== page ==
Factors Affecting Med Dosages and Response
-body weight: higher body mass may need higher dose-absorbed/distributed in body tissue
-Age: children/older adults have lower kidney/liver function
-Gender: body fat/hormones
-Biorhythmic cycles: responses very by cycles of the body; hypnotic meds work better given at usual sleep time
-Tolerance: congenital or acquired
-Accumulation: decreased renal function is the major cause in older adults leading to toxicity
-Psychological: emotional state/expectations. Placebo effect: positive med effects from psych factors
-Medical Condition
Children med administration
Pediatric dosages are based off body weight or body surface area! BSA

1m-12m: immature liver/kidney, alkaline gastric juices, immature blood brain barrier, decreased serum protein binding sites

-Decreased gastric acid production and slower gastric emptying
-decreased first pass
-increased absorption of topical meds
-lower BP (more flow to liver/brain, less to kidneys)
-Higher body water content (dilutes water soluble)

Most meds arent tested on children and may require dilution, calculation, preperation and very small doses; limited IV sites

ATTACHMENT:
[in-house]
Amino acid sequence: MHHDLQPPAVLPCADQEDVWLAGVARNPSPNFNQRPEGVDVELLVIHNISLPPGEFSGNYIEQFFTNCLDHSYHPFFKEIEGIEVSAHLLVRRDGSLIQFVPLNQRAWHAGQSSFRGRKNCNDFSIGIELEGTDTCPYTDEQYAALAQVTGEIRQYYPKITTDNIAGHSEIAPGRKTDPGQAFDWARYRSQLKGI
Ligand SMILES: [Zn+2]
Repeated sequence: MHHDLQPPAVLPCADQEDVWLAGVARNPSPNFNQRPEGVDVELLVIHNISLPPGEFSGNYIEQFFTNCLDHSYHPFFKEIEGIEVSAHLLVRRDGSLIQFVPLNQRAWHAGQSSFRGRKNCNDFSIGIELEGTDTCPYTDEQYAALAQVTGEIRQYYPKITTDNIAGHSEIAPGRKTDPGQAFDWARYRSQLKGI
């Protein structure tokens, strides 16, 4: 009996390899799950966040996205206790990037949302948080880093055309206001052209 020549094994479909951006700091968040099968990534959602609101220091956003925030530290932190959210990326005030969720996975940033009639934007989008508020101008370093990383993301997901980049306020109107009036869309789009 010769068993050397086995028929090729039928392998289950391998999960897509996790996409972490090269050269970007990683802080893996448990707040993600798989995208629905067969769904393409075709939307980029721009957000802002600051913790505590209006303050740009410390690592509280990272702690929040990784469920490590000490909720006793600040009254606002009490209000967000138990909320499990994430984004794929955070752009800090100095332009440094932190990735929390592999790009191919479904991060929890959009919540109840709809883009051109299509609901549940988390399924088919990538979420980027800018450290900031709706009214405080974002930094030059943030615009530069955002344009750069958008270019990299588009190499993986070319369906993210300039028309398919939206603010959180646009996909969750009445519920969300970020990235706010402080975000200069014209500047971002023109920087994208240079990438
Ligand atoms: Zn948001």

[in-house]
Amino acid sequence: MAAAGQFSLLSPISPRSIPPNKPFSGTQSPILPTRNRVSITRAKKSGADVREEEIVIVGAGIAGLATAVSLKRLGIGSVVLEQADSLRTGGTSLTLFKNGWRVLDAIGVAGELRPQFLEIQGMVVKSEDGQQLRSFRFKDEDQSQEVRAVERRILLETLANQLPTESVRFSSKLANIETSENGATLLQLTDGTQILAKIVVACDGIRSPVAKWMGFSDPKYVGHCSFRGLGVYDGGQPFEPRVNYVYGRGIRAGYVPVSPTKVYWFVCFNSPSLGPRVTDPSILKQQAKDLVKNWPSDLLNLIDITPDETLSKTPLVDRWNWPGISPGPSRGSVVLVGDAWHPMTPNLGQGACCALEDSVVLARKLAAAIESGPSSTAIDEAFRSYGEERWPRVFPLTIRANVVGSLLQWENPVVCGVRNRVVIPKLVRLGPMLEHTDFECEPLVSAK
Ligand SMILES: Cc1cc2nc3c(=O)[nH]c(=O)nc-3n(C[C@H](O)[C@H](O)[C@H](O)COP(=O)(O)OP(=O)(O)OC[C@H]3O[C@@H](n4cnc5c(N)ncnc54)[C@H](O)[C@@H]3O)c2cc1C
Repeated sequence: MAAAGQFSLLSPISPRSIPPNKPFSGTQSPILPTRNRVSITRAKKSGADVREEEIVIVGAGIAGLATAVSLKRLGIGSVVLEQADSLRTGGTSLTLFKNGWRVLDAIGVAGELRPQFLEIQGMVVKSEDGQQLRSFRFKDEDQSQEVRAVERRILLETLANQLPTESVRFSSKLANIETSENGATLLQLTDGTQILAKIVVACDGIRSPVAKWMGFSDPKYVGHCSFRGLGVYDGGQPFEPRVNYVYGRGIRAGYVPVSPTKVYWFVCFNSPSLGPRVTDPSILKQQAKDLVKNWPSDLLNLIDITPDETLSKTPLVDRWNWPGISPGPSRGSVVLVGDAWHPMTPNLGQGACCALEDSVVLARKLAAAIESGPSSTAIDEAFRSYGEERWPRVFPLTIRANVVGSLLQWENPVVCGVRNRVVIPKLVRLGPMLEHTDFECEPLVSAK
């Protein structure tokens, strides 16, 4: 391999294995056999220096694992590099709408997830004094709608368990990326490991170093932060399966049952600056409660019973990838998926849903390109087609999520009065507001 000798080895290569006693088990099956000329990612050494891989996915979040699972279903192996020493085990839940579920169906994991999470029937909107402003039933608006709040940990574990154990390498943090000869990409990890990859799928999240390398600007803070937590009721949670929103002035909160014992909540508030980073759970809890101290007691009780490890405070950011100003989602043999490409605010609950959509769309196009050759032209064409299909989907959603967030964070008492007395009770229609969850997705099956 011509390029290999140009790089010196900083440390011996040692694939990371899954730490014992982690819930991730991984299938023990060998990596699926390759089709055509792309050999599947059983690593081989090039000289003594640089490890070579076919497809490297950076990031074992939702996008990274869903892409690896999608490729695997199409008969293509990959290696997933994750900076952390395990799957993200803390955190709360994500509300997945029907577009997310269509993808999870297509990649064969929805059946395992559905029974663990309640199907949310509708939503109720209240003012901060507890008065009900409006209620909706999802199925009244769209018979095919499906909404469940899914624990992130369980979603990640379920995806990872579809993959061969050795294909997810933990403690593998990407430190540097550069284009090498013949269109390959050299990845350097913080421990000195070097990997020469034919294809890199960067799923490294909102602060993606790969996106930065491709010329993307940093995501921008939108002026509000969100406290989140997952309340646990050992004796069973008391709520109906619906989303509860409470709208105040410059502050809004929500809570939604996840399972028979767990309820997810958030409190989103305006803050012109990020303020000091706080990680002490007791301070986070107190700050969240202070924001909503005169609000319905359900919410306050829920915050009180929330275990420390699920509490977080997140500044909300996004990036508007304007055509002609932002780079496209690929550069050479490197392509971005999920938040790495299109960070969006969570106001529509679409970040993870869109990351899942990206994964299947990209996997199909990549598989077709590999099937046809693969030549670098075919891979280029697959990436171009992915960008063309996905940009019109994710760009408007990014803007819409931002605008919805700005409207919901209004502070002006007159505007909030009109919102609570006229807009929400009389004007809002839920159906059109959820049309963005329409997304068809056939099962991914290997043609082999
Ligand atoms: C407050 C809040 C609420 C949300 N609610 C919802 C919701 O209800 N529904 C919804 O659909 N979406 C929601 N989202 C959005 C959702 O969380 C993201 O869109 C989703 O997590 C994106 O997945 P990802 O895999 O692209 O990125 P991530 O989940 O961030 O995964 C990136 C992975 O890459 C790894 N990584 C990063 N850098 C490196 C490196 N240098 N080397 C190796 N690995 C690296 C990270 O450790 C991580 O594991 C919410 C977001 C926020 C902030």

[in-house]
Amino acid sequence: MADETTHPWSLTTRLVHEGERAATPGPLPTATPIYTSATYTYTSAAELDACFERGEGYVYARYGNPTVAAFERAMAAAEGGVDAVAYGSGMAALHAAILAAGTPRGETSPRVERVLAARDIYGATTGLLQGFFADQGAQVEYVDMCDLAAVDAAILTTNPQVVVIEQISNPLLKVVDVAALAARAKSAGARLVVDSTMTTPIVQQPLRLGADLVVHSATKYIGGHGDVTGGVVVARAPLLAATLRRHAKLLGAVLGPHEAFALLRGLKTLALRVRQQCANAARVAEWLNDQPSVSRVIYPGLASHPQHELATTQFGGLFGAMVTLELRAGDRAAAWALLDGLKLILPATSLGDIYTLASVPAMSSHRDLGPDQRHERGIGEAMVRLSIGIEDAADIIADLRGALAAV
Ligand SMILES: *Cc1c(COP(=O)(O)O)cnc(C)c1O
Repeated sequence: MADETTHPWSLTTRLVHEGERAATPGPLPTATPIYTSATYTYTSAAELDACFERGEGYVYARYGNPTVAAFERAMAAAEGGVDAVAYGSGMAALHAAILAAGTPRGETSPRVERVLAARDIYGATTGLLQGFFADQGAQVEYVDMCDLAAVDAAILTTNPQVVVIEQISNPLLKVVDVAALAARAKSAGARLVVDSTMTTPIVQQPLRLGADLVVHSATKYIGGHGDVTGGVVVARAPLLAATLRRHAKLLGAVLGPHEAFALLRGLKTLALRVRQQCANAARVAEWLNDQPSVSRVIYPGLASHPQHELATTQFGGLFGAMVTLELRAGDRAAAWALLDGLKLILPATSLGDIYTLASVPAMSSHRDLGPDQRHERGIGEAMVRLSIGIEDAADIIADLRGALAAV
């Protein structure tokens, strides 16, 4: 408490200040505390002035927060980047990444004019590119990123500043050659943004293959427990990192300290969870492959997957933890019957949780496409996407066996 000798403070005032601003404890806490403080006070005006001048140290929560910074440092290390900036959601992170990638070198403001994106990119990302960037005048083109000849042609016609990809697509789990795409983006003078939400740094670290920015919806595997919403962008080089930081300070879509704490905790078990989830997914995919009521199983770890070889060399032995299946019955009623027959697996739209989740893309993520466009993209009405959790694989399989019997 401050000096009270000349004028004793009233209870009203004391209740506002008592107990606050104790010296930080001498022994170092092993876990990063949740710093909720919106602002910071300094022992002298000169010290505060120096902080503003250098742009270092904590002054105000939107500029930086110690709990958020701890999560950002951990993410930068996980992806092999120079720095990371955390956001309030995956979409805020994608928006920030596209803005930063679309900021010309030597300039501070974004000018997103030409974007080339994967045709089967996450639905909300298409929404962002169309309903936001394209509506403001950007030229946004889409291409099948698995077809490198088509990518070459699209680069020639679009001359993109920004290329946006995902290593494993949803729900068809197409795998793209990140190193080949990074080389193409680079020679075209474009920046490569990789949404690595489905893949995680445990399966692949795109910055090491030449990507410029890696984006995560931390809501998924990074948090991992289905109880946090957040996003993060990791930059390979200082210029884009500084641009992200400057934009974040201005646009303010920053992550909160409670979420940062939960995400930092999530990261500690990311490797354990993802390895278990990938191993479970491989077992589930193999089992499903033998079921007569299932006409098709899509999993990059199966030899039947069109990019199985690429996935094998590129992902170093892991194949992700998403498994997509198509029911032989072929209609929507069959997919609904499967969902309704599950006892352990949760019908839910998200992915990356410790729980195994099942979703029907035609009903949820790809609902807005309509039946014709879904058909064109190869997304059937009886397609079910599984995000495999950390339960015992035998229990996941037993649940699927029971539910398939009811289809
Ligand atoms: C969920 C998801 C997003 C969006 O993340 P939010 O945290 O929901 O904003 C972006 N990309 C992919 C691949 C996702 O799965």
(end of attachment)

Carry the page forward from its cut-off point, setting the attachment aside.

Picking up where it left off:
Pregnancy and Lactation
Pregnancy: meds are distributed to the fetus as well; all should be considered as potentially harmful; weight risks.
Meds common: nutritional supplements and nausea/vomiting/gastric acidity and mild discomfort treatment.
Chronic conditions like DM and hypertension must be managed with careful maternal fetal monitoring.
Live virus vaccines are contraindicated-teratogenic effects (MMR, polio, yellow fever)

Lactation: meds are secreted in breast milk; avoid drugs with extended half life and take meds immediately after breastfeeding if safe to minimize med concentration in feeding
Required abilities for self-monitoring blood glucose levels
-Alertness or the ability to comprehend and give a return demonstration
-Adequate finger dexterity
-Adequate visual acuity
Interpretation of blood glucose findings
Hyperglycemia: level above 250 mg/dL
Hypoglycemia: level below 70 mg/dL

Poor storage: false readings: vial at room temperature
Preprocedure Nursing Actions for blood glucose test
-Check clients record: frequency and type of test, norms and ranges, actions based on results
-Review med profile; note: anticoagulant usage, times/dose of hypoglycemic agents; use of steroids/meds that elevate levels
-Gather materials
-Review manufacturer instructions
-Check expiration dates
-Calibrate and test if new bottle
-Explain procedure
-Evaluate site for skin integrity and compromised circulation
-Don gloves/hand hygiene
Urinalysis procedure
Usually done at home to check for keytones which indicates uncontrolled glucose. Positive above 180 mg/dL

-Sterile urine sample bottle; assist if needed
-Dip reagent strip in sample
-Compare color change with ranges on container (1-5s)
Supporting users have an ad free experience!